Piles of rotting bodies like dead trees.
I am not prepared.

5. The Strongest Hand

Soldiers drink horse’s blood,
fill moats with dead bodies,

pile catapults with excrement
near a thousand flickering fires.

Quivers of horn and wood
hug arrows for their intended.

Ashes of men rout a birch
with locust memories.

Now I pour ashes into my palm
and blow breath on them,

men in a season of slaughter
who disappear beneath a saddle.

When I was a child,
my mother carried me on her hip.

I wore boots as soft as doeskin.
One day she found a mare,
escort to a pool of water
between shoulders of earth.

The sky grew black. I could see back
to the beginning

before I held a horse’s mane
and breathed in its sweet sweat,

where I sat and wondered why people kill each other,
and then scatter to the strongest hand.

6. A Sparrow in Search of Spring

Temujin, wolf-man with cat eyes
came to me in a goat-skin cape

to replace my companion of months,
a shadow. Now my twin flies

like a sparrow in search of spring
away to a peak covered in grass,

or like a sturgeon that leaps
with the oar of its tail.

I run free.
Night is studded with pearls

and wraps us in black velvet.
Inside each other's den,

no one sees
what we do,

our backs etched raw
by root and stone.

Thunder from our sated voices
widens a stream-bed.

Who we are together
shines in our eyes.

The child that is mine
becomes his.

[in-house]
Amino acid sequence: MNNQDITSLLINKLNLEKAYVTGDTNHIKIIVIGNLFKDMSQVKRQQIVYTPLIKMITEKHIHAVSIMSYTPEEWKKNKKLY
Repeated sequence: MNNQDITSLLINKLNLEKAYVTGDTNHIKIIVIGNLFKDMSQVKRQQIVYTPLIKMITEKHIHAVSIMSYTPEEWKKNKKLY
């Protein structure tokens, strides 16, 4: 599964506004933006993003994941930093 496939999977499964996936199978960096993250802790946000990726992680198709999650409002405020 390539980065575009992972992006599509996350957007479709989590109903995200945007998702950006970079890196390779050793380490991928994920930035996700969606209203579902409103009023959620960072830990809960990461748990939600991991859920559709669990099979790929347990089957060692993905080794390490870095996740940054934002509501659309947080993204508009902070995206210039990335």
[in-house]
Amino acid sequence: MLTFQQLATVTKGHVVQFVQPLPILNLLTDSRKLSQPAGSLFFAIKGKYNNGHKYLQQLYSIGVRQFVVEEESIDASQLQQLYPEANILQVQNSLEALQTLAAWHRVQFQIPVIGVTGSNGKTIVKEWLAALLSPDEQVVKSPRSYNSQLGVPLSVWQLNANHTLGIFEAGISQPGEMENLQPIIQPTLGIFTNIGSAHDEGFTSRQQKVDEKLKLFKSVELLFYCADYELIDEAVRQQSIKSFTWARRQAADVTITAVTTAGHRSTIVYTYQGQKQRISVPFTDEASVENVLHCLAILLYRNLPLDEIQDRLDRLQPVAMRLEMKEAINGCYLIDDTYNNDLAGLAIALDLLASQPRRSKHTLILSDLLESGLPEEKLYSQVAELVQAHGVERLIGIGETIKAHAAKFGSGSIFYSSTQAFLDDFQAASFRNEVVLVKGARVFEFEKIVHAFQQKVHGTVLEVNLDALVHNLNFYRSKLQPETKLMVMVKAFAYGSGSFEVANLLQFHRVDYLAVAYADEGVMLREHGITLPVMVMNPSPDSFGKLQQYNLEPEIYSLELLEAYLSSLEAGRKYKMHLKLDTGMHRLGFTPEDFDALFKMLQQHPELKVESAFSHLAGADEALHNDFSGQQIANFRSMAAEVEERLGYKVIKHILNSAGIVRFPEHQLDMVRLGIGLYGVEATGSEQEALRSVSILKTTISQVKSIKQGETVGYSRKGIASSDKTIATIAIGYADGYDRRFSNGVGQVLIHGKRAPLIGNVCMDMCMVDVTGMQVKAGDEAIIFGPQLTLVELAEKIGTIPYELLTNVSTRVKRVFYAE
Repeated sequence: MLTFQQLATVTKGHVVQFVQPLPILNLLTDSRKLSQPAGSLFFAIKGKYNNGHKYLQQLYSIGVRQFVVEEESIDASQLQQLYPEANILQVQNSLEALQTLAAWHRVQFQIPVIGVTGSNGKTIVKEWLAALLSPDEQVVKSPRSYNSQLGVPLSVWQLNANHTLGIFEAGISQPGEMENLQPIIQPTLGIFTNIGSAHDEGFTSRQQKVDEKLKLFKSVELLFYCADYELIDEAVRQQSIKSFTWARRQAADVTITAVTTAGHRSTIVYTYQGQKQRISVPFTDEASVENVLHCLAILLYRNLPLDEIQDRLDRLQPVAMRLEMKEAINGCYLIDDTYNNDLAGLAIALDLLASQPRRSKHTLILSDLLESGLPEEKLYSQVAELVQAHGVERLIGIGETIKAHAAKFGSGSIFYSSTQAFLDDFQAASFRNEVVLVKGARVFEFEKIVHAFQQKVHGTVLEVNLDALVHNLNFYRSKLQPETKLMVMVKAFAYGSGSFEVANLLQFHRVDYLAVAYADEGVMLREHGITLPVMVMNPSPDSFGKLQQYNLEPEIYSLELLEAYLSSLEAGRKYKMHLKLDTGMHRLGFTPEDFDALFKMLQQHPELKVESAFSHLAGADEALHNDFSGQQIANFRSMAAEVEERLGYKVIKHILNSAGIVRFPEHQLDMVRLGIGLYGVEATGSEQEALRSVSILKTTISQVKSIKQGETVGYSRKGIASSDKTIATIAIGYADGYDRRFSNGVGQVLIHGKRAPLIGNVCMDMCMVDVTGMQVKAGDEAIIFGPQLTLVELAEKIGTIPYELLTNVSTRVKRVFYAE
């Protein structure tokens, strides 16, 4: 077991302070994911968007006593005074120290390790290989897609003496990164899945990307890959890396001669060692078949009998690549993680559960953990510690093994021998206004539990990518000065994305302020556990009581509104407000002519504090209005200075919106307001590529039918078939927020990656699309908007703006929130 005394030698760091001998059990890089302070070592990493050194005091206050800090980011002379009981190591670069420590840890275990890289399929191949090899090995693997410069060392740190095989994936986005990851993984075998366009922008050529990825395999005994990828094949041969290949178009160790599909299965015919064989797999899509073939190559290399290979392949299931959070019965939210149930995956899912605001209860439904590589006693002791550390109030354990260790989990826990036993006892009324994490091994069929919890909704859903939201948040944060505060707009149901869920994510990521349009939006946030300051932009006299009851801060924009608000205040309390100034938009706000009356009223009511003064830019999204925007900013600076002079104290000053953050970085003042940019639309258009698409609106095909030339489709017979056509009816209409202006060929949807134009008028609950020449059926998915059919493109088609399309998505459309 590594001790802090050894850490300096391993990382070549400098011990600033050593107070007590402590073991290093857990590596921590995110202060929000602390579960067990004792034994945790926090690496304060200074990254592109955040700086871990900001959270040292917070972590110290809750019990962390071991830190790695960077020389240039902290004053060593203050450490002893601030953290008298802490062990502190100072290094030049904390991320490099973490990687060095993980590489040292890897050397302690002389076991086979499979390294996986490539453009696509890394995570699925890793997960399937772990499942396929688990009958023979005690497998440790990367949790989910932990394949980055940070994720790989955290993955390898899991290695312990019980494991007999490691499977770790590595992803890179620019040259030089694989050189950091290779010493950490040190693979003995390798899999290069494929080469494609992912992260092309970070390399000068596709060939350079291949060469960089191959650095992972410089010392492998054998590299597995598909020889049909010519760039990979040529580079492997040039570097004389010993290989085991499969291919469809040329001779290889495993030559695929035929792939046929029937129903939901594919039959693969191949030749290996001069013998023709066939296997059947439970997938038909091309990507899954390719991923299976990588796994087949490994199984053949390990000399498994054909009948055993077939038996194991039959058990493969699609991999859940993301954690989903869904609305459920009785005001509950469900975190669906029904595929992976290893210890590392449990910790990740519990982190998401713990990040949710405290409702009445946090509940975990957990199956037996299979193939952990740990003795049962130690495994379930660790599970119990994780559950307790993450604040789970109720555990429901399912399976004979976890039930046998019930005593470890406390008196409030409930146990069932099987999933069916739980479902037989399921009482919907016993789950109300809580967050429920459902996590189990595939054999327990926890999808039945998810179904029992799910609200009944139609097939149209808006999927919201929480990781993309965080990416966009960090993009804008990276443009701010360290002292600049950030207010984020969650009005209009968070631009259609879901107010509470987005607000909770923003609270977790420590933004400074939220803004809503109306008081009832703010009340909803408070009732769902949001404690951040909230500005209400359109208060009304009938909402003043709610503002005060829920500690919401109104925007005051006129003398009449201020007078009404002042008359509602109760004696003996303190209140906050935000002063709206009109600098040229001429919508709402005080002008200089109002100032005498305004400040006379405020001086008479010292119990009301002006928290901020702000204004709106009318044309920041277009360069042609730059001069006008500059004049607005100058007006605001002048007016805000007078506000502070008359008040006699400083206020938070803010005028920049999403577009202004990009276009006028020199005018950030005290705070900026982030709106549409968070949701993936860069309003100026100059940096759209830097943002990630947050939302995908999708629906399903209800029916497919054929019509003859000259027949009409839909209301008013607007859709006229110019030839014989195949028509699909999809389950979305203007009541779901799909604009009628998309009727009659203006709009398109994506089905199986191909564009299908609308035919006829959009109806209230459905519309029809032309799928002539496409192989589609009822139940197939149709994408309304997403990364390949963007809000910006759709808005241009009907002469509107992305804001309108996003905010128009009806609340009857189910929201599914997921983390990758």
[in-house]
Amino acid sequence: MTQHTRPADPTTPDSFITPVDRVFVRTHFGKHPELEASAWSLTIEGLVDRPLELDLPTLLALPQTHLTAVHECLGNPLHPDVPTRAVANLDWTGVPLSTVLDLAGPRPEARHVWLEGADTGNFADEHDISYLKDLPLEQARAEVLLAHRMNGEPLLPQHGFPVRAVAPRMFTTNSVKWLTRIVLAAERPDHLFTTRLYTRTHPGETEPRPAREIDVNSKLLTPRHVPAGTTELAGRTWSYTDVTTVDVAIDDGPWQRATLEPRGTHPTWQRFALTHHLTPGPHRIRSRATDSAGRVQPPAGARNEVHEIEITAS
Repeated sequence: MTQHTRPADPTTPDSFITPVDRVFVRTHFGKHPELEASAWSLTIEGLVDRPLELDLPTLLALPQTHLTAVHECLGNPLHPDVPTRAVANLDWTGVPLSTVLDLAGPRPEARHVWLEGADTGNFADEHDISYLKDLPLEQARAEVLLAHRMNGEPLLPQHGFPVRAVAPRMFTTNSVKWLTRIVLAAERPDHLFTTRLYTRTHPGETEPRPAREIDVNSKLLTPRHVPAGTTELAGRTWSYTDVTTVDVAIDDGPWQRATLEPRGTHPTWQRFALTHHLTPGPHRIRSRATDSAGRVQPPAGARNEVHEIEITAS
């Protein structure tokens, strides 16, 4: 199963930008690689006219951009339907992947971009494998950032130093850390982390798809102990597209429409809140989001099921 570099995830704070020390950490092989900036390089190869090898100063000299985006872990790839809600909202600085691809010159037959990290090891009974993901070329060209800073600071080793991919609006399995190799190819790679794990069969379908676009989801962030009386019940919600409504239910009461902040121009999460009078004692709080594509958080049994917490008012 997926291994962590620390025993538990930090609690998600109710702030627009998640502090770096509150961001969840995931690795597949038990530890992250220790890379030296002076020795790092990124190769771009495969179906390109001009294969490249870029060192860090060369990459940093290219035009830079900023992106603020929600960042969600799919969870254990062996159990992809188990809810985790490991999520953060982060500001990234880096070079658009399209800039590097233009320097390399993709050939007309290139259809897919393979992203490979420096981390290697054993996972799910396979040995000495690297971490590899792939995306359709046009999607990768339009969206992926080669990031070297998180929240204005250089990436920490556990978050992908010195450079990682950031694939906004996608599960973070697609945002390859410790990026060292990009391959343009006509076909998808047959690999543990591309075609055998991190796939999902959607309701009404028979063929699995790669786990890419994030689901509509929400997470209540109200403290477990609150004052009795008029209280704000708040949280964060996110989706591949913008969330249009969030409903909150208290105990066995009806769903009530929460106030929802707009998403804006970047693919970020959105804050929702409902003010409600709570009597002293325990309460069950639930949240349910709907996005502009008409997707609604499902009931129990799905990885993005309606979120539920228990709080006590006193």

Temujin has come back.
I pick out straw from his beard.

*Börte was the first wife of Temujin (Chingis Khan). She was captured by the Merkid
tribe and temporarily married to Chilger the Athlete. Chingis Khan began his drive to
unite the clans of the Asiatic steppes in an effort to reclaim her.

Lenore Weiss  is an award-winning writer who lives in the Bay Area. Her collections include “Sh’ma Yis’rael" (2007) from Pudding House Publications, “Public and Other Places” (2003), and “Business Plan” (2001). Her work has most recently appeared in The Journal of Feminist Studies in Religion, Nimrod International Journal, Copper Nickel, and Bridges: A Jewish Feminist Journal as well as anthologized in Not A Muse: Inner Lives of Women and Appleseeds. She is the editor of From the Well of Living Waters, an anthology of poetry.


Q: How did you come to be interested in Börte and Temujin?
A: I attended the Genghis Khan exhibit at the Tech Museum in San Jose. As someone of Hungarian descent, I’ve always had an interest in Mongolia. The exhibit opened new doorways, including mention of the marvelous books by Jack Weatherford who traveled Mongolia for a period of five years and traced the footsteps of Genghis Khan. I was excited by a quality of language, a narrative that was based on survival and an intimate awareness of the physical world. I wanted to work toward achieving that same quality in the Börte and Temujin poems.

Q: What did you collect as a child–rocks, insects, stamps?–and why?
A: Mostly, I coveted unbroken crayons, notepaper, and books.

Q: Perhaps you would offer your thoughts on the narrative poem and its place in the contemporary poetic landscape.
A: The narrative is strong, especially in the work of young hip-hop artists throughout the world who tell stories of what it takes to survive in a difficult urban landscape.

Poetry from Lenore Weiss
followed by Q&A